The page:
Submitted to: Soil Science Society of America Journal
Publication Type: Peer Reviewed Journal
Publication Acceptance Date: 5/2/2013
Publication Date: 7/15/2013
Publication URL: http://handle.nal.usda.gov/10113/58343
Citation: Halvorson, J.J., Gonzalez, J.M., Hagerman, A.E. 2013. Retention of tannin-C is associated with decreased soluble-N and increased cation exchange capacity in a broad range of soils. Soil Science Society of America Journal. 77:1199-1213.
Interpretive Summary: Limited studies indicate plant compounds, called tannins, can be retained by soil and affect nutrient cycling and fertility. However, tannin effects have been studied in only a few soils. We added solutions of tannins and related non-tannin phenolic compounds to samples of surface soil gathered from locations through the United States and one Canadian province, and measured how they affected carbon (C) retention, soluble nitrogen (N), and cation exchange capacity (CEC), a common indicator of soil fertility. Meaningful amounts of each phenolic compound were retained by a wide variety of soils, with the amount of retention related the amount of total C in soil. Soils from the central and western U.S. and eastern Canada retained the greatest amount of treatment-C, while soils from the southeast U.S. retained the least. All treatments decreased extraction of soluble-N in soils from arid regions of the western U.S. With the exception of one non-tannin phenolic compound (i.e., gallic acid), reduced N-solubility was linearly related to retention of treatment-C and varied by soil type. In general, non-tannin phenolic compounds had little impact on soil CEC while tannins resulted in net increases. Increases in CEC, which were linearly related to retained treatment-C, were most strongly demonstrated in western U.S. soils. This study showed tannins exhibit short-term effects on soil properties associated with soil quality and function on a broad range of soil types.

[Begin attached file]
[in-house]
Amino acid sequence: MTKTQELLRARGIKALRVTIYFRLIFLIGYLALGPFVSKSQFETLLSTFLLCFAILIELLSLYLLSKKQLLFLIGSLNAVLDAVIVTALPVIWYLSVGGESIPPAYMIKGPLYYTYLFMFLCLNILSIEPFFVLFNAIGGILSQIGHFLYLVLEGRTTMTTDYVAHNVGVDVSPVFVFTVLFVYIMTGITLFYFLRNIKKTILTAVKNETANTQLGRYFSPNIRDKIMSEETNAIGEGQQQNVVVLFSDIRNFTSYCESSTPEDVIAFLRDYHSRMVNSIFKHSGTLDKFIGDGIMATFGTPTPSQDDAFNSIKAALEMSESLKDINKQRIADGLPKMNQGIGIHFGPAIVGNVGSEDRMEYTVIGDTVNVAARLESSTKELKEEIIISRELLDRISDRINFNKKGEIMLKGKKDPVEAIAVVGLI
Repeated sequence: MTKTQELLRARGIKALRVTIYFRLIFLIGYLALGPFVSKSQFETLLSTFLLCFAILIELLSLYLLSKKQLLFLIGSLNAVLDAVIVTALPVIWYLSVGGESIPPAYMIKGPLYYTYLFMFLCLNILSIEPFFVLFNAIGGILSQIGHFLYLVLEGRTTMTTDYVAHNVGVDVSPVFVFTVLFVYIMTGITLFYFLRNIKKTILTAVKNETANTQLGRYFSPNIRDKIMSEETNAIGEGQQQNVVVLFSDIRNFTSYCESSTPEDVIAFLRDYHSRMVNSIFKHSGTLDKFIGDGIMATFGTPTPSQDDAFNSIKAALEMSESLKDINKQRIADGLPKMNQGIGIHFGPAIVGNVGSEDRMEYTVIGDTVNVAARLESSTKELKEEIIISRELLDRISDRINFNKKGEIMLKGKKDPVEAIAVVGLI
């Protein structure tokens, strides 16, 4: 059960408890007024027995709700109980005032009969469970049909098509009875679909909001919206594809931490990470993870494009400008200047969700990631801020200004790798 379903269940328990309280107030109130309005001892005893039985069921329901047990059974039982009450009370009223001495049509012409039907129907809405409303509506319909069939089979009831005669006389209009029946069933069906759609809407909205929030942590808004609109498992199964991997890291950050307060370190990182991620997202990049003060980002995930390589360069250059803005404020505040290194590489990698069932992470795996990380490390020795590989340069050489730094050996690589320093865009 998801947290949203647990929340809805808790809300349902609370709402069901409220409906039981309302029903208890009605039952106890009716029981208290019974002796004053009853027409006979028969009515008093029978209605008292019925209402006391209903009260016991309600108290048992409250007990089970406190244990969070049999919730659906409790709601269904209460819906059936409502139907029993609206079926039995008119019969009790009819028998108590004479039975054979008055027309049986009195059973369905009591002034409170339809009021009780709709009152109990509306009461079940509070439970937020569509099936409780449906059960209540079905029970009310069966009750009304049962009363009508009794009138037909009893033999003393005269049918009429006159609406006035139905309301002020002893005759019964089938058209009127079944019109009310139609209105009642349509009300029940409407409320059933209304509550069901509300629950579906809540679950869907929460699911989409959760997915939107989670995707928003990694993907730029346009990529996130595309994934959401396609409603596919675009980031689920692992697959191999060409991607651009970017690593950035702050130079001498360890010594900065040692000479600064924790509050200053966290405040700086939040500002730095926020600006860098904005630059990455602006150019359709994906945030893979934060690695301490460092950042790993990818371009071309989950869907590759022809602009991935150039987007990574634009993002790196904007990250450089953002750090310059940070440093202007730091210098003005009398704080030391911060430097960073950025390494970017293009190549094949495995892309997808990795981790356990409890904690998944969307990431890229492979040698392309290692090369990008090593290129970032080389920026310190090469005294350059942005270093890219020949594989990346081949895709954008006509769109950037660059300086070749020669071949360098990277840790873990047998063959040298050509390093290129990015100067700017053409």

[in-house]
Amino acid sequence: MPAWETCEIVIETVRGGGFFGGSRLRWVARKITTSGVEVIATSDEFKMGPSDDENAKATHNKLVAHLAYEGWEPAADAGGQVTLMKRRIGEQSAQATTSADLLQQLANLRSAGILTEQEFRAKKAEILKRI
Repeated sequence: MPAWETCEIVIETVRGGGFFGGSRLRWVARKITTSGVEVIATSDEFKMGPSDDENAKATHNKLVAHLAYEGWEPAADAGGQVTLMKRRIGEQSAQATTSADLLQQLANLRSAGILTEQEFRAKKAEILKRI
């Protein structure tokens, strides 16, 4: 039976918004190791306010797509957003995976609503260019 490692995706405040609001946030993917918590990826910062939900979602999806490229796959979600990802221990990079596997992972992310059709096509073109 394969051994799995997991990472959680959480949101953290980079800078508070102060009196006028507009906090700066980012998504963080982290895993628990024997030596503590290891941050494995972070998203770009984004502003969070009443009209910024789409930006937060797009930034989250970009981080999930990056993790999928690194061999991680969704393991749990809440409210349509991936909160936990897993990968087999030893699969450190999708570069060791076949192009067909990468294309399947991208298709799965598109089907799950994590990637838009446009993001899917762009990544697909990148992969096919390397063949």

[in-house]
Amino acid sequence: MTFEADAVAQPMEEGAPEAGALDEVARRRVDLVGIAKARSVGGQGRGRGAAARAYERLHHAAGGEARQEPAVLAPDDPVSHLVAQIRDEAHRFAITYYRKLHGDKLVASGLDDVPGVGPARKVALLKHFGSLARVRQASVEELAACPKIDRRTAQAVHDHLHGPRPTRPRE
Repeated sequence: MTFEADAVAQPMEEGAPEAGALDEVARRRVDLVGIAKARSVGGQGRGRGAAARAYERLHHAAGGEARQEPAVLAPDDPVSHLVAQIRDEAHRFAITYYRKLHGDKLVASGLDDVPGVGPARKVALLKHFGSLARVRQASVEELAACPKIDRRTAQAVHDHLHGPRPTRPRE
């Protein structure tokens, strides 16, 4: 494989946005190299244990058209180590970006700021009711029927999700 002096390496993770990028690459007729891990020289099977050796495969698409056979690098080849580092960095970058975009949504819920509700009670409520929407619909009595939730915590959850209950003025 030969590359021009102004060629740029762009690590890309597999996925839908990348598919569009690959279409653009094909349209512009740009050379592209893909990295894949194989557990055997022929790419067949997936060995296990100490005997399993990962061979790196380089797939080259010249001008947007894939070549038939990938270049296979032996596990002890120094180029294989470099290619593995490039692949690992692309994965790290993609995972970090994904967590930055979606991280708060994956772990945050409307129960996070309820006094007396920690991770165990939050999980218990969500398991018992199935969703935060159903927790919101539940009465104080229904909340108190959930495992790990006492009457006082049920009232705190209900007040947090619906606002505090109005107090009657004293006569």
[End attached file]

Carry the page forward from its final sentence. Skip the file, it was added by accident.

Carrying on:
Technical Abstract: Phenolic plant compounds, called tannins, can be retained by soil and affect nutrient cycling but have been studied in only a few soils. Soils (0-10 cm) from locations across the United States and Canada were treated with water (Control) or solutions containing procyanidin, catechin, tannic acid, ß-1,2,3,4,6-pentagalloyl-O-D-glucose (PGG), gallic acid, or methyl gallate. We measured soluble-C and –N in treatment supernatants and after a subsequent incubation in hot water (16 h, 80 °C) and determined changes to total soil-C and CEC. Final treatment retention, greatest for PGG > tannic acid >procyanidin > catechin > methyl gallate > gallic acid, was supported by net measurements of total soil-C also varied by soil order. Alfisols, Aridisols and Mollisols retained the most treatment-C while Ultisols retained the least. Differences among soil orders were detected only for strongly retained compounds. Generally, cumulative soluble-N was decreased by gallic acid and tannins, especially PGG, but unchanged by methyl gallate or catechin. However, soluble-N was decreased by all treatments in Aridisols and unaffected by treatment in Entisols. In general, non-tannin phenolic compounds had little impact on soil CEC while tannins resulted in net increases. Treatment effects on CEC were small and did not vary in Ultisols. Further, PGG increased CEC more in Aridisols than in Mollisols or Ultisols. This study shows tannins produce effects, associated with soil quality and function, on a broad range of soil types. Their initial retention in the soil, together with associated decreases of soluble-N and increased CEC suggests tannins may be part of management strategies.